Live ReviewsRock

Live Review: And You Will Know Us by the Trail of Dead in Camden

And You Will Know Us by the Trail of Dead played last night at Dingwalls in Camden, as part of a tour which coincides with the release of their latest album. Their ninth studio album, IX is a return to their earlier post-rock sound after a departure of late into the more progressive.
An appropriate venue, Dingwalls is dingy, low-ceilinged and stuffy; at one point lead singer Conrad Keely stated the obvious ‘it’s hot in here!’ to which bassist Autry Fulbright II responded ‘I always forget you guys have summer at the opposite time of year to us’. And You Will Know Us by the Trail of Dead formed in the early 90s in Austin, Texas, where it is also not summer in November. The band didn’t seem entirely with it throughout the gig, seeming bemused by their ‘fancy pedals’, and their between-song crowd banter consisting mostly of awkward muttering. Keely at one point forgot the name of their last album (Lost Songs), and forgot the name of the shop where he was to play an in-store acoustic set the next afternoon.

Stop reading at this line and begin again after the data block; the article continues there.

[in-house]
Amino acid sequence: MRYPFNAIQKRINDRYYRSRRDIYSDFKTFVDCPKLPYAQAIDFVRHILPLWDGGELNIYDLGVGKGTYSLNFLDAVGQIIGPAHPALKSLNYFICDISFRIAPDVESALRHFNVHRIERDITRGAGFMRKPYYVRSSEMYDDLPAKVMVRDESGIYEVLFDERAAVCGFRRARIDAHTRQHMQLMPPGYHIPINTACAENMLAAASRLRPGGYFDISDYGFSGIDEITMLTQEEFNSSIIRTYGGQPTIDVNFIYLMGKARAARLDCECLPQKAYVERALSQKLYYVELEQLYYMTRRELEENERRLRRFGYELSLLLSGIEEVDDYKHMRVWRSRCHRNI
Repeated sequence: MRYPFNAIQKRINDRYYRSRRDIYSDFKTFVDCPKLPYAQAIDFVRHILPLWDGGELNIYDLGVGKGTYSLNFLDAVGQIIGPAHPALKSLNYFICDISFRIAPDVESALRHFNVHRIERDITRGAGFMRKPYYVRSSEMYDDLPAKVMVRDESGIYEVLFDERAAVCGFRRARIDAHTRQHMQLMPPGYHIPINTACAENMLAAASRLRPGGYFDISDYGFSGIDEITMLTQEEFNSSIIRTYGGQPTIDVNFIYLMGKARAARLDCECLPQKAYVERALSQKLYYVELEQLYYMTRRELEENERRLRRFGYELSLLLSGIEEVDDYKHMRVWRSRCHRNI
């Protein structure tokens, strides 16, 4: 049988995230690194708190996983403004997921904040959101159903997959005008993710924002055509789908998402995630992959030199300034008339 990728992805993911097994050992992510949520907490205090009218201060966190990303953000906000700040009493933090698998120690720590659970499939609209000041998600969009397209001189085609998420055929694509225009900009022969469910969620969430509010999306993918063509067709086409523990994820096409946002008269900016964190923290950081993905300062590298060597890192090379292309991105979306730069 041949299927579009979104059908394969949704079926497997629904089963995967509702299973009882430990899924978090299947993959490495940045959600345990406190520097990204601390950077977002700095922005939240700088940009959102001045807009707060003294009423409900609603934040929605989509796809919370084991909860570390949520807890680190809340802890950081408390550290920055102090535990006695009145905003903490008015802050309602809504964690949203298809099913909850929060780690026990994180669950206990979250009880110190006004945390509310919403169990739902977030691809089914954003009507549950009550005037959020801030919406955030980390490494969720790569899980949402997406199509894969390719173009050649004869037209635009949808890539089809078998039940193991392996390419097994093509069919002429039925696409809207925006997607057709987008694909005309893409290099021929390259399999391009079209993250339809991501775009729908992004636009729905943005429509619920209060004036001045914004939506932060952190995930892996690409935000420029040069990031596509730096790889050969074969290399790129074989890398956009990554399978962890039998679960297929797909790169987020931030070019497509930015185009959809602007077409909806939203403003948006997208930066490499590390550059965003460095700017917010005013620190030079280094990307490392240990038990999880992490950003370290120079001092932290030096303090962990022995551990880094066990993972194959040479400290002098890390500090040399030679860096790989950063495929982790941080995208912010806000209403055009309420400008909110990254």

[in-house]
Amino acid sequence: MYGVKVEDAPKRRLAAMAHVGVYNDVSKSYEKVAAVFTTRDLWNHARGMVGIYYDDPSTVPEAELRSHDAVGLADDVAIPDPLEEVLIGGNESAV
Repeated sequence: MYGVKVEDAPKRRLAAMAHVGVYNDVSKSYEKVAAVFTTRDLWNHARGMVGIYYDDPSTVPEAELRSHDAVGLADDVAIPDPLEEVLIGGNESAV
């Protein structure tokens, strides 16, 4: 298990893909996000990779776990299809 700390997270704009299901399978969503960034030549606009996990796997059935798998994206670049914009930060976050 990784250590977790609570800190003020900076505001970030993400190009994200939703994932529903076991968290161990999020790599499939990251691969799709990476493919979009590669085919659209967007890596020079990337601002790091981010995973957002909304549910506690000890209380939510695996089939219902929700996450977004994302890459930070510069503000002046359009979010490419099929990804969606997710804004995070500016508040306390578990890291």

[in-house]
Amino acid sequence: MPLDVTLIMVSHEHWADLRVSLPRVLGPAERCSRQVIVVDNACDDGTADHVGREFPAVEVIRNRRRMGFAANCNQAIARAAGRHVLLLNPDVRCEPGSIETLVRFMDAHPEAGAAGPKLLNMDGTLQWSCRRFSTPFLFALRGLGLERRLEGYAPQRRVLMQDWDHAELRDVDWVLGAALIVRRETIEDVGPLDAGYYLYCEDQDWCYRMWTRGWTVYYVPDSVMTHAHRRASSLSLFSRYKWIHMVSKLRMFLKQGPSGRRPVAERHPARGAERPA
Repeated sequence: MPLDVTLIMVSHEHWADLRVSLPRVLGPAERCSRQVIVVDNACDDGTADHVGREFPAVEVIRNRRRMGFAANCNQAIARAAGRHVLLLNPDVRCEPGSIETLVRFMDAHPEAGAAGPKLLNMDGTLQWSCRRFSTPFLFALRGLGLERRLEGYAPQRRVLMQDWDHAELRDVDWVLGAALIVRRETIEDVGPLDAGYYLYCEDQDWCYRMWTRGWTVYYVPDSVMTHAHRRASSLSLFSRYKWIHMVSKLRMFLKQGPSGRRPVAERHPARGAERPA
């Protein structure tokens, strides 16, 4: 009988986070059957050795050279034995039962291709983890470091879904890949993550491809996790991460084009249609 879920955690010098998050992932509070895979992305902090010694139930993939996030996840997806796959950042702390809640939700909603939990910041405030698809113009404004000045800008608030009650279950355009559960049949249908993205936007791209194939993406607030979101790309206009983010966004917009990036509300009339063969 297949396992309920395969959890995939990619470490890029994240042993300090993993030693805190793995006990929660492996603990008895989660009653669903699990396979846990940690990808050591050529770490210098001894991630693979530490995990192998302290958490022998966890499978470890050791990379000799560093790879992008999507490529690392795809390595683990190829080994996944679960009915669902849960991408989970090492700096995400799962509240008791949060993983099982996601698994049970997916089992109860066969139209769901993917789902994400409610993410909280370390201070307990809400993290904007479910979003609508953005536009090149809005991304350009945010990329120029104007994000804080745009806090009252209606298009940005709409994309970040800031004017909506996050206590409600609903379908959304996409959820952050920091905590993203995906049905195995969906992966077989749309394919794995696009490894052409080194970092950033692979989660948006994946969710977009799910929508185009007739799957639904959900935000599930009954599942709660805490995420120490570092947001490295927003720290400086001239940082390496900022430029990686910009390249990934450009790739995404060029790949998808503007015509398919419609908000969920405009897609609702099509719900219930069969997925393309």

Luckily the crowd were more on the ball with helpful reminders, and so full of energy that uncontained it came exploding out of the writhing mass of people in front of the stage, ricocheting off the walls and occasionally transporting the odd crowdsurfer stagewards. The slightly tiered venue meant that from further back you had a clear view of the stage (unless you were unfortunate enough to be stationed behind a pillar) and a view from above of the moshpit, which was suitably testosterone fuelled. But rather than being a teenagers-revelling-in-their-first-taste-of-freedom moshpit, it was a proper shoving-and-hugging-in-it-for-the-music moshpit, the sheer and unbridled enjoyment tangible in the taste of sweat on the air.
And you can’t entirely blame the band for being not-quite-all-there between songs, as they were giving out every last ounce of energy to playing music. They came on for several encores, each more frenzied than the last. By the end their muscles were completely spent, frantically varying strumming technique and the music coming in sudden bursts from reserve stores of arm strength. They played until they could play no more, and then they played a post-show DJ set at Proud Camden and return to Dingwalls tonight to play their 2002 album Source Tags & Codes in its entirety.

Poppy Turner
Originally hailing from Hebden Bridge in West Yorkshire, Poppy is currently based in London. Music and writing both play a big part in her life, so it would seem natural to combine the two. When not writing about music or going to gigs, she writes poetry and studies at Queen Mary, University of London.